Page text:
Macromedia Studio 8

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RECOMMENDED

All the power the web author and developer could wish for, but this release is only truly convincing for heavy Flash users and new users looking for a bargain. .

Trial downloads/special offers from Macromedia

See separate reviews for Studio 8, Dreamweaver 8, Flash Professional 8, Fireworks 8.

studio 8

With its planned takeover by Adobe this will almost certainly be the last version of Studio and its component applications released under the Macromedia brand. So is the company going out with a bang or a whimper? More importantly, does Studio 8 do enough to persuade users to part with their money?

In many ways this should be a no-brainer. With Dreamweaver, Fireworks and Flash Professional, Macromedia provides the market-leading standalone web authoring, web graphics (bitmap and vector) and web development applications (see separate reviews). More than this, with its shared interface and technologies, the integrated Studio suite can claim to be more than the sum of its parts. Especially so in this release, which also bundles two new components, Contribute 3 and FlashPaper 2 (see What’s In / What’s Out boxout below).

Of course the argument isn’t solely about functionality, it’s also about value and here Macromedia is able to make the case for Studio even more compelling. In particular, the price for both Studio and its upgrade work out at over 40% cheaper than the equivalent combined standalone prices. And to encourage former users to rejoin the Studio bandwagon, Macromedia is offering the same upgrade price to previous users of any of the main component applications, making it even more of a bargain.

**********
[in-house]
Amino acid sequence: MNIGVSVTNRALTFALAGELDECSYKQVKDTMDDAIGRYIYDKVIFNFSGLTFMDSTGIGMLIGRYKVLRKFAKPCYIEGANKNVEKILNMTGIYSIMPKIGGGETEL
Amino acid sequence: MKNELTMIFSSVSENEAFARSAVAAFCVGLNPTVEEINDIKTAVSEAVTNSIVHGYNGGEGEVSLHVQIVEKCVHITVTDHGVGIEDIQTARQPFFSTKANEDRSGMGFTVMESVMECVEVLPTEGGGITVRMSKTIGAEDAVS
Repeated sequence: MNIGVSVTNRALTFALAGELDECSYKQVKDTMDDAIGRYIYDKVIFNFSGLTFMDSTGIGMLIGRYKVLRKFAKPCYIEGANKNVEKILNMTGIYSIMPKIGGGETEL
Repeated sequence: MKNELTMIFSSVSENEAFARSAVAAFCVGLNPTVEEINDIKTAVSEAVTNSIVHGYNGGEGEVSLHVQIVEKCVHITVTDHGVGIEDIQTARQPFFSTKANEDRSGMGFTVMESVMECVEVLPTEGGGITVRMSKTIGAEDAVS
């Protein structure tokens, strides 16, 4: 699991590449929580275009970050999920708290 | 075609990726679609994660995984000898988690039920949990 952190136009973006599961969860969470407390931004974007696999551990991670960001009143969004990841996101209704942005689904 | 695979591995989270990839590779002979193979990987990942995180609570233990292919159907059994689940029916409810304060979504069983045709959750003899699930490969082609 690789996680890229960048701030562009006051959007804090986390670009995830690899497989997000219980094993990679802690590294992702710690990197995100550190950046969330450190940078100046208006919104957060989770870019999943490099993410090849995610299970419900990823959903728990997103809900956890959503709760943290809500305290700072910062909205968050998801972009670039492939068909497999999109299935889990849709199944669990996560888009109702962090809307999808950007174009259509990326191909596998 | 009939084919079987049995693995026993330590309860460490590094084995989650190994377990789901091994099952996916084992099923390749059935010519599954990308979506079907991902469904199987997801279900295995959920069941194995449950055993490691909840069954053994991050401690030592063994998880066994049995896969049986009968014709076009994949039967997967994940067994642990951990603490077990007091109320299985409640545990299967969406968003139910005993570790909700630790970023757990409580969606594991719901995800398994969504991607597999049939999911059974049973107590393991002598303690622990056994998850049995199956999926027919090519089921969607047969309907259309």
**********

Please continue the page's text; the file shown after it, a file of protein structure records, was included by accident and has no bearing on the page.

However it’s important to remember that there is no point paying for features that you won’t actually use. This puts things in a very different light. While all potential Studio users are likely to use Dreamweaver for producing their pages and Fireworks for producing their GIFs and JPEGs, the number who would make serious use of Flash will be much lower. And for those thinking about upgrading, the benefits for the mainstream page-based author are also correspondingly smaller. Look at the standalone reviews (see page ) and it’s clear that Dreamweaver 8 and Fireworks 8 remain market leaders of their respective fields thanks to their longstanding strengths rather than to any new must-have functionality.

For Flash users it’s a very different story. The new Flash 8 format and Flash Professional 8 authoring environment push forward on all fronts, building on the Flash player’s popularity to make “the world’s most pervasive software platform” more attractive than ever. Flash’s power and reach is undeniable and if you want to provide your users with the best possible web experience, Flash 8 provides the best way to do it and Studio 8 the best way for most users to buy into that future.

studio 8

Flash Professional 8 replaces Dreamweaver as the core Studio application.